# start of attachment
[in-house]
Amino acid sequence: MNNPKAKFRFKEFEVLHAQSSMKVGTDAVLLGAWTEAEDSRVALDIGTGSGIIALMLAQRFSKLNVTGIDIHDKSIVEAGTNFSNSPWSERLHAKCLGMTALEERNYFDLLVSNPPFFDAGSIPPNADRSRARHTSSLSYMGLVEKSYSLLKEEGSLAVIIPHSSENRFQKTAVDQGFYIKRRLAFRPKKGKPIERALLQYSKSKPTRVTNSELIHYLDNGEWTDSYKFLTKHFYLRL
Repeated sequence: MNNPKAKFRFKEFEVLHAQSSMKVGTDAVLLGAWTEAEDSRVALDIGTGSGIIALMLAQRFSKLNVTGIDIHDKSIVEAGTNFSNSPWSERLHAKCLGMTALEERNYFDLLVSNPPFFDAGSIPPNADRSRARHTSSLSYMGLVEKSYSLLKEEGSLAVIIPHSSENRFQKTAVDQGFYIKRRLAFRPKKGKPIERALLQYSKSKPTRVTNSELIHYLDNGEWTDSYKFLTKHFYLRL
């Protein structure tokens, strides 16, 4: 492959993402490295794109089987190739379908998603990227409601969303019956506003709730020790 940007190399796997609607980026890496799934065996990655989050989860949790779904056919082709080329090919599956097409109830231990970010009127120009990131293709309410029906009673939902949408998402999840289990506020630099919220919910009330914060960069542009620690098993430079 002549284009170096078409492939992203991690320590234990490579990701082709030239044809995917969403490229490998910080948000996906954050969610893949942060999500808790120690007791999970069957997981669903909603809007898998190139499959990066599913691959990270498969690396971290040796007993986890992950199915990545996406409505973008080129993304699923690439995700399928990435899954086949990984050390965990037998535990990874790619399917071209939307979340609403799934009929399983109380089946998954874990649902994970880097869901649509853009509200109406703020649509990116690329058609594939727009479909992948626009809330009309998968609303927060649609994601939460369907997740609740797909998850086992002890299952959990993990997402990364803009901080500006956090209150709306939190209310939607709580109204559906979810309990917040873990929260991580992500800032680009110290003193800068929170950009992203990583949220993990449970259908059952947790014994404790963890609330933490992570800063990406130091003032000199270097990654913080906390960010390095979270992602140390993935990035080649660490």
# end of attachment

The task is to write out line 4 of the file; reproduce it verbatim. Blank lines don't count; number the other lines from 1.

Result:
């Protein structure tokens, strides 16, 4: 492959993402490295794109089987190739379908998603990227409601969303019956506003709730020790 940007190399796997609607980026890496799934065996990655989050989860949790779904056919082709080329090919599956097409109830231990970010009127120009990131293709309410029906009673939902949408998402999840289990506020630099919220919910009330914060960069542009620690098993430079 002549284009170096078409492939992203991690320590234990490579990701082709030239044809995917969403490229490998910080948000996906954050969610893949942060999500808790120690007791999970069957997981669903909603809007898998190139499959990066599913691959990270498969690396971290040796007993986890992950199915990545996406409505973008080129993304699923690439995700399928990435899954086949990984050390965990037998535990990874790619399917071209939307979340609403799934009929399983109380089946998954874990649902994970880097869901649509853009509200109406703020649509990116690329058609594939727009479909992948626009809330009309998968609303927060649609994601939460369907997740609740797909998850086992002890299952959990993990997402990364803009901080500006956090209150709306939190209310939607709580109204559906979810309990917040873990929260991580992500800032680009110290003193800068929170950009992203990583949220993990449970259908059952947790014994404790963890609330933490992570800063990406130091003032000199270097990654913080906390960010390095979270992602140390993935990035080649660490």